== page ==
Distributions in ModelRisk

See also: Distributions introduction, Modeling with objects, Distribution functions and the U parameter, Vose Select Distribution window

Continuous Univariate Distributions
- Beta
- Beta4
- Bradford
- Burr
- Cauchy
- Chi
- Chi-Squared
- Ascending Cumulative
- Descending Cumulative
- Dagum
- Error Function
- Erlang
- Error
- Exponential
- Extreme Value Max
- Extreme Value Min
- F
- Fatigue Life(time)
- Gamma
- Generalized Extreme Value
- Generalised Logistic
- Generalized Trapezoid Uniform
- Histogram
- Hyperbolic-Secant
- Inverse Gaussian
- JohnsonB
- JohnsonU
- KernelCU
- Kumaraswamy
- Kumaraswamy4
- Laplace
- Levy
- Lifetime2
- Lifetime3
- LifetimeExp
- LogGamma
- Logistic
- LogLaplace
- LogLogistic
- LogLogisticAlt
- Lognormal
- LognormalAlt
- LognormalB
- LognormalE
- LogTriangle
- LogUniform
- Maxwell
- Modified PERT
- NCChiSq
- NCF
- Normal
- NormalAlt
- NormalMix
- Ogive
- Pareto
- Shifted Pareto
- Pearson5
- Pearson6
- PERT
- PERTAlt
- Rayleigh
- Reciprocal
- Relative
- Skew Normal
- Slash
- Split Triangle
- Student, or t-
- Student3
- Triangle
- TriangleAlt
- Uniform
- Weibull
- WeibullAlt
- Weibull3

Discrete Univariate Distributions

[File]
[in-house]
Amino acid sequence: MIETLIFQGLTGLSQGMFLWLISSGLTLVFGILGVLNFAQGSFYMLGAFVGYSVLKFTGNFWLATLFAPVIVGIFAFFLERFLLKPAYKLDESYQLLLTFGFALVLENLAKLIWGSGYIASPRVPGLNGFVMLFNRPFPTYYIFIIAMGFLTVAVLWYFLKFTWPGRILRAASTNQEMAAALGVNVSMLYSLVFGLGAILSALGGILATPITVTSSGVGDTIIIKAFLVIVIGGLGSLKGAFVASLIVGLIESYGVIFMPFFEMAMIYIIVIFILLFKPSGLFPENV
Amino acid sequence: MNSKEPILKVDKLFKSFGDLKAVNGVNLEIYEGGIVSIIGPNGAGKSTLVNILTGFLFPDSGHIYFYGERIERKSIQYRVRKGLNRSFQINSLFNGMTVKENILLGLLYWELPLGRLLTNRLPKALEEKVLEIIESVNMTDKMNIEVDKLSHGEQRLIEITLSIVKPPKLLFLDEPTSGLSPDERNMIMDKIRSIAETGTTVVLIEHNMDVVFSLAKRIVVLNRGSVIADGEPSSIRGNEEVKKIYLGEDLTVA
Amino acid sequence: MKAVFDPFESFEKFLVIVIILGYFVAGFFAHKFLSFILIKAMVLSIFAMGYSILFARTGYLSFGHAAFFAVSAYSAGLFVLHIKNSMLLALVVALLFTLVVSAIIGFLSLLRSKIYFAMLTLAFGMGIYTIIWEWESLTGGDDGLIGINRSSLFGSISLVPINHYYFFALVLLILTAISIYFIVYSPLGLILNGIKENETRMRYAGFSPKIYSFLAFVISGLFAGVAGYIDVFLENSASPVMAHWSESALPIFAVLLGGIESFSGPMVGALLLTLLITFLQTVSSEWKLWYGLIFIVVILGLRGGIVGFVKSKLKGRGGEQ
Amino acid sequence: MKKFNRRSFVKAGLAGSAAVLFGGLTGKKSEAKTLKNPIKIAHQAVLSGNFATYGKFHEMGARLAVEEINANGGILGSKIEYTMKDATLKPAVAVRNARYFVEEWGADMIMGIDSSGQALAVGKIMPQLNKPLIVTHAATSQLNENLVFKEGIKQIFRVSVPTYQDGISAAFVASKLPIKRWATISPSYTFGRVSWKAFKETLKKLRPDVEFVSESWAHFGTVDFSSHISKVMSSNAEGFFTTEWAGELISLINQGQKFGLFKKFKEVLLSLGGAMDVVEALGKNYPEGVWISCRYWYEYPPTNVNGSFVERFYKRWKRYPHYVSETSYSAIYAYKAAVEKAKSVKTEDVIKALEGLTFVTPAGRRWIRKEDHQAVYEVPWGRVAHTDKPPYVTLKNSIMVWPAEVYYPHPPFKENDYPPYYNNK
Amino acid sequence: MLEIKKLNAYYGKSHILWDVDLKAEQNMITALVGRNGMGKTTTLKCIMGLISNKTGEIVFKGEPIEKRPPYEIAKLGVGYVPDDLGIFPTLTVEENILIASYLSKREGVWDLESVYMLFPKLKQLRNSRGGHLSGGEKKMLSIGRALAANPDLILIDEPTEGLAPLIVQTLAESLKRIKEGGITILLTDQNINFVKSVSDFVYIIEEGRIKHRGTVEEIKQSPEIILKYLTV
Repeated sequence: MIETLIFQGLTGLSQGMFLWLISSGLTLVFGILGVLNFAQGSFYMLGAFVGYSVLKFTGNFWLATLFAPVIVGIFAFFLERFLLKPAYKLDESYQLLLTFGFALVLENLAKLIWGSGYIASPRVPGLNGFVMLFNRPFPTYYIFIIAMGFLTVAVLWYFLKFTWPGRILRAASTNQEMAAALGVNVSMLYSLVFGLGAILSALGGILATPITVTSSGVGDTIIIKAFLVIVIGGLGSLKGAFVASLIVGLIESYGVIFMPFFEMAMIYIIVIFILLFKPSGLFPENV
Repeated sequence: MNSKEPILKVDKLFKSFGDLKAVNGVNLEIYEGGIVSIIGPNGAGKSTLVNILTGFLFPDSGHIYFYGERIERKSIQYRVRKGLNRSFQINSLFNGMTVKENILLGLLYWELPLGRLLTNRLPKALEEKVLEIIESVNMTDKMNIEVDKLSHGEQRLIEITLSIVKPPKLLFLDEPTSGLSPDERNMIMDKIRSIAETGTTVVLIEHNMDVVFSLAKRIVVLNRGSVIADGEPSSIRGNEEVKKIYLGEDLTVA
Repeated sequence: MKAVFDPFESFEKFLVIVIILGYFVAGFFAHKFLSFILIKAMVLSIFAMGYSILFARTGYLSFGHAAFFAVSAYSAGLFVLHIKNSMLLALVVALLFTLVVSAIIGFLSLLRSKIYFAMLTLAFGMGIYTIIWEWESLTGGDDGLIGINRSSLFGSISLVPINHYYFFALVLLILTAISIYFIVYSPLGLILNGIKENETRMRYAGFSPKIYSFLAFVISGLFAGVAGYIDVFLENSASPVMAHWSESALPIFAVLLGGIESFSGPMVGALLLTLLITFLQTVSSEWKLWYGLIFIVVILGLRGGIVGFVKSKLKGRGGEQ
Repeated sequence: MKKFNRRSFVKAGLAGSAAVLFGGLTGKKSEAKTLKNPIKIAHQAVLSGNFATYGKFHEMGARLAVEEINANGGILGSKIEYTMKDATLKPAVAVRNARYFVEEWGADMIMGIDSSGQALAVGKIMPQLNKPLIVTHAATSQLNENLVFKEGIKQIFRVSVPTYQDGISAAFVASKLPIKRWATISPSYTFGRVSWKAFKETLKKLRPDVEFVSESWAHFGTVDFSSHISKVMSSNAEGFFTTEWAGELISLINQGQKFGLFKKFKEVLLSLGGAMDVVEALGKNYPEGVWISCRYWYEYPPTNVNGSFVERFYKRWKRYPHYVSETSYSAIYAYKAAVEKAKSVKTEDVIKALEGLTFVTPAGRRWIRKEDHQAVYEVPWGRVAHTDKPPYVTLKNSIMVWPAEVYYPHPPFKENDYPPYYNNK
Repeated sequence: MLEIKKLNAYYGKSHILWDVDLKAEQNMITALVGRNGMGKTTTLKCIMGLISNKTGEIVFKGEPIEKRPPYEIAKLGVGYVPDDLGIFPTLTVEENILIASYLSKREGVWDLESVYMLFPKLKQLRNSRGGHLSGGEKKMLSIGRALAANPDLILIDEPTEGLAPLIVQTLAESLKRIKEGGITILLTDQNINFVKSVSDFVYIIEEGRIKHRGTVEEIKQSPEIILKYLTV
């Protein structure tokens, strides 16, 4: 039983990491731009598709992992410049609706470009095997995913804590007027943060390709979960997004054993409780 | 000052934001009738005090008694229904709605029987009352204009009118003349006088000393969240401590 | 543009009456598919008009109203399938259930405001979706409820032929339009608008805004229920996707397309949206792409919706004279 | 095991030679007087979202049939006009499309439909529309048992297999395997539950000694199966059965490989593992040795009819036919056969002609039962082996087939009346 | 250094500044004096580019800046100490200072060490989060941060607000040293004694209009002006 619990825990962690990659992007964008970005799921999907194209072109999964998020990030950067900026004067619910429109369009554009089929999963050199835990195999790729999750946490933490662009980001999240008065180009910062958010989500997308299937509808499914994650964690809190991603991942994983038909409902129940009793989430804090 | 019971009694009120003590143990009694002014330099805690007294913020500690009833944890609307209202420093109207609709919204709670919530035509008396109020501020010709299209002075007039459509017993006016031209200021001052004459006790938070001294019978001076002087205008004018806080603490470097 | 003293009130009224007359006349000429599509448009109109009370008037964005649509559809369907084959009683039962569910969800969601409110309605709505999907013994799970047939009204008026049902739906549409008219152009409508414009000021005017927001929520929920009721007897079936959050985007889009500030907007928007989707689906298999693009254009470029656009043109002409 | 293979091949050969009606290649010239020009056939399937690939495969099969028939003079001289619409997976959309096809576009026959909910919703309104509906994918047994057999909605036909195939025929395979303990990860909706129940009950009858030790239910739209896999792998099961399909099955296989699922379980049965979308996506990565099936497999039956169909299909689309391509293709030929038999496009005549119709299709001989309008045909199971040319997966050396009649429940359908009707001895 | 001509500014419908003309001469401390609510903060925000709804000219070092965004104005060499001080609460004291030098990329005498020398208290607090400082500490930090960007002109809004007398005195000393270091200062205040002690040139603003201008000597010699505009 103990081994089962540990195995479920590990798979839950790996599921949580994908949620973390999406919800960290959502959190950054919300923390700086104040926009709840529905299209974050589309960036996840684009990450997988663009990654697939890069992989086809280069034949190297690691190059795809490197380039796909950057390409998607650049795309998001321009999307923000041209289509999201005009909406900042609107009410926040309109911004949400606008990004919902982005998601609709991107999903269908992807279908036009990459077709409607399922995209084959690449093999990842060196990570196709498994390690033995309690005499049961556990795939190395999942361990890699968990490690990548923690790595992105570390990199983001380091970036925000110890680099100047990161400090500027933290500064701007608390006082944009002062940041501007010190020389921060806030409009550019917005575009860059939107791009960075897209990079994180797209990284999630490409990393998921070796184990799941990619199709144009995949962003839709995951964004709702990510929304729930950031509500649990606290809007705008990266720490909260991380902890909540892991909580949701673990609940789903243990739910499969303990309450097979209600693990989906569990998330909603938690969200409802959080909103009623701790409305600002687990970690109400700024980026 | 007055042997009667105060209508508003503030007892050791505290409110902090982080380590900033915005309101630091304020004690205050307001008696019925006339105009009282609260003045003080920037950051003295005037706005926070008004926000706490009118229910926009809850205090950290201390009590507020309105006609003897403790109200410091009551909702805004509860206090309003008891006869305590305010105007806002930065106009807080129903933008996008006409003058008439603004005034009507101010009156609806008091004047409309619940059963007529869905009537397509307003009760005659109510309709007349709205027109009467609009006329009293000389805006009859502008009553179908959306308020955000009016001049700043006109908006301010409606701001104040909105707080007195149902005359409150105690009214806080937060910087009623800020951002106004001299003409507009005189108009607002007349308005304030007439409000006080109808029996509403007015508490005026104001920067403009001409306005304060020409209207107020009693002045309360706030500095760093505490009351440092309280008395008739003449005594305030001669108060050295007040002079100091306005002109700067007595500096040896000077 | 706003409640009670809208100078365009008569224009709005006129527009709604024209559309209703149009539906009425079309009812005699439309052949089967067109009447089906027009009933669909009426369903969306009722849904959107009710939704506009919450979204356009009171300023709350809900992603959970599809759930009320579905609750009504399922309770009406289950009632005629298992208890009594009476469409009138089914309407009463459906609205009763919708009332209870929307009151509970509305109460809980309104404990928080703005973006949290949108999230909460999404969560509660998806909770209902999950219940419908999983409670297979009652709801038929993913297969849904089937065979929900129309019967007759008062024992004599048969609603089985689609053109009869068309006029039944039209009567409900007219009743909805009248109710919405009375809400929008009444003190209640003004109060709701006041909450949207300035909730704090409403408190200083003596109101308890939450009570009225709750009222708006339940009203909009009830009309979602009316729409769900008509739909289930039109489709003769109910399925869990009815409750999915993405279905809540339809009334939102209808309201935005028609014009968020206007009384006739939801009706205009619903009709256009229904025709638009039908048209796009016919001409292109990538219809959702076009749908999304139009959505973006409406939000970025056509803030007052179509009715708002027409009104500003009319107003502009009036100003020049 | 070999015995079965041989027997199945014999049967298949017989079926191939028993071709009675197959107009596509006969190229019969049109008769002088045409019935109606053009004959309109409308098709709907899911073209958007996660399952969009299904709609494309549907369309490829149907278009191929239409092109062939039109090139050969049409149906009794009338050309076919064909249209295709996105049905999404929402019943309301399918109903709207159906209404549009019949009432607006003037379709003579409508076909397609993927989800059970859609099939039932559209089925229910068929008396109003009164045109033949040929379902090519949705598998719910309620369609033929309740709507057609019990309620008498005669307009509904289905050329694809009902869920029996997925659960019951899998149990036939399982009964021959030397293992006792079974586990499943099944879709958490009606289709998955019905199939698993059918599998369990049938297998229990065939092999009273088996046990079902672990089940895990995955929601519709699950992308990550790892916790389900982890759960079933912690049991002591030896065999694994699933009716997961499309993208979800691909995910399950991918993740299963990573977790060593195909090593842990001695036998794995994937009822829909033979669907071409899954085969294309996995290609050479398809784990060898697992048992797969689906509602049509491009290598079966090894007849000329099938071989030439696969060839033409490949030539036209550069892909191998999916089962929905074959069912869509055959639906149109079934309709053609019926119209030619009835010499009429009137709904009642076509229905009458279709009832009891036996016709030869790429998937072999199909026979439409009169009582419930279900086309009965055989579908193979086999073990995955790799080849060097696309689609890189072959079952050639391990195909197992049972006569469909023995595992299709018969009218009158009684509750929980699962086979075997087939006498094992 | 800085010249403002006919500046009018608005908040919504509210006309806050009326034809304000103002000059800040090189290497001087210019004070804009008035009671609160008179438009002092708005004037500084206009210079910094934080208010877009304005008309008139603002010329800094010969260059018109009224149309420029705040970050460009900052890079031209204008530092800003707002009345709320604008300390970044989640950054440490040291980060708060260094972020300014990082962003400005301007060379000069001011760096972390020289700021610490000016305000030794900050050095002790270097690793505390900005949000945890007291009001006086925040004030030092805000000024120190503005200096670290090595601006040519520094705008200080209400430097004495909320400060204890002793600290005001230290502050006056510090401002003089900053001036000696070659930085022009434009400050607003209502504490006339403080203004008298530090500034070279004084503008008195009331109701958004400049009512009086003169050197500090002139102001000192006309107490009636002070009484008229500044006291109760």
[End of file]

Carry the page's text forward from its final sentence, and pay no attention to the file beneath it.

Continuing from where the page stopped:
- Bernoulli
- BetaBinomial
- BetaGeometric
- BetaNegBin
- Binomial
- Burnt Finger Poisson
- Delaporte
- Discrete
- Discrete Uniform
- Geometric
- Hypergeometric
- HypergeoD
- HypergeoM
- Inverse Hypergeometric
- Logarithmic
- Negative Binomial
- Poisson
- Poisson Uniform
- Polya
- Skellam
- StepUniform

Multivariate Distributions
- Dirichlet
- Multinomial
- Multivariate Hypergeometric
- Multivariate Inverse Hypergeometric distribution type1
- Multivariate Inverse Hypergeometric distribution type2
- Multivariate Normal
-Negative Multinomial distribution type 1 -Negative Multinomial distribution type 2

Zero-modified counting distributions

Zero-inflated (zeroes added)
- ZI Beta-Binomial equations
- ZI BetaGeometric equations
- ZI BetaNegBin equations
- ZI binomial distribution
- ZI Delaporte equations